These are “sectors linked to alternative energy production mechanisms, where the Caribbean comes to be the scenario to build a new world order.” In this connection, “the influence of a country like Venezuela, with important oil resources and material for alternative energy production in the coming years” will be a key participant.
“If Venezuela has the capacity to produce significant amounts of oil at a competitive cost, it will impact the alternative energy generation: low oil production costs disincentives the possibility of making those energies an alternative,” Majano states.
That plan was devised prior to the current U.S. Administration, “Trump took office with an agenda defined by the State Department which is not his own.” This is why there are strong contradictions between the original plan and the actions carried out by the Trump Administration. This is why we see a temporal gap when comparing Libya’s road map to events unfolding in Venezuela. It’s like carrying out that same road map but behind time,” Majano remarks.
“They managed to impose on him that agenda promising that his administration would have access to cheap, secure oil and at a short run. But he is not willing to risk anything for it. This is the reason why he distanced from that agenda when the situation got complicated.”
According to Majano, in that agenda there was never planned a conventional military intervention, rather “It depended on the process of the Venezuelan opposition, which had promised to move their forces to coerce ‘Maduro’s dictatorship’ and oust him through people’s unrest.”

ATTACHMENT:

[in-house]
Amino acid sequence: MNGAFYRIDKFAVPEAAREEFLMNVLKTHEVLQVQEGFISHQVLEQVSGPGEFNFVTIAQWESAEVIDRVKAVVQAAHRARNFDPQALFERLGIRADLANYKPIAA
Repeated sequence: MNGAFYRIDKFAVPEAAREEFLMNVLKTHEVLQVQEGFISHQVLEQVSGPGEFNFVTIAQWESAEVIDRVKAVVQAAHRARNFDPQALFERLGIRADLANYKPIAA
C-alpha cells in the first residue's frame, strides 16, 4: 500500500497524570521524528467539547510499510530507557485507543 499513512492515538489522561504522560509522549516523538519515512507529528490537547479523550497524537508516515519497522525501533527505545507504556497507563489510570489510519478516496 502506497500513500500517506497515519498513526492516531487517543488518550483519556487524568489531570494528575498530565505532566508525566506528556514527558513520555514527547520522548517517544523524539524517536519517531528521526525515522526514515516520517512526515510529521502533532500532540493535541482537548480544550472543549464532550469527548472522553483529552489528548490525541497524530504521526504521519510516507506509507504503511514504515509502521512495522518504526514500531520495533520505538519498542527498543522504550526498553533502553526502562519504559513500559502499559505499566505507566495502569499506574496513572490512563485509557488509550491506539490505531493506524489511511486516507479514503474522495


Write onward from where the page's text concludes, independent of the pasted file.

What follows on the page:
The National Agenda
The crisis of the putschist plan also has a national perspective. The same as in the U.S., a decisive part of those who make decisions are not the same speaking publicly. “The political view is usually magnified over economics. This is to say, economic stakeholders who are in fact behind this process and also linked to the issue of energy, natural resources, very associated to the oil properties and securities model,” Majano asserts.
Who is behind Guaido inside Venezuela? The creation of an interim presidency was initially backed by two main sectors of the Venezuelan bourgeoisie; trade importers and sectors related to landownership who were displaced when the oil rentier model led to a different model of capital accumulation.
The first on the list is the giant importer Empresas Polar, followed by members of the academic field, like Harvard economics professor Ricardo Haussman, appointed representative to the Inter-American Development Bank (IDB) by the fictitious Guaido government.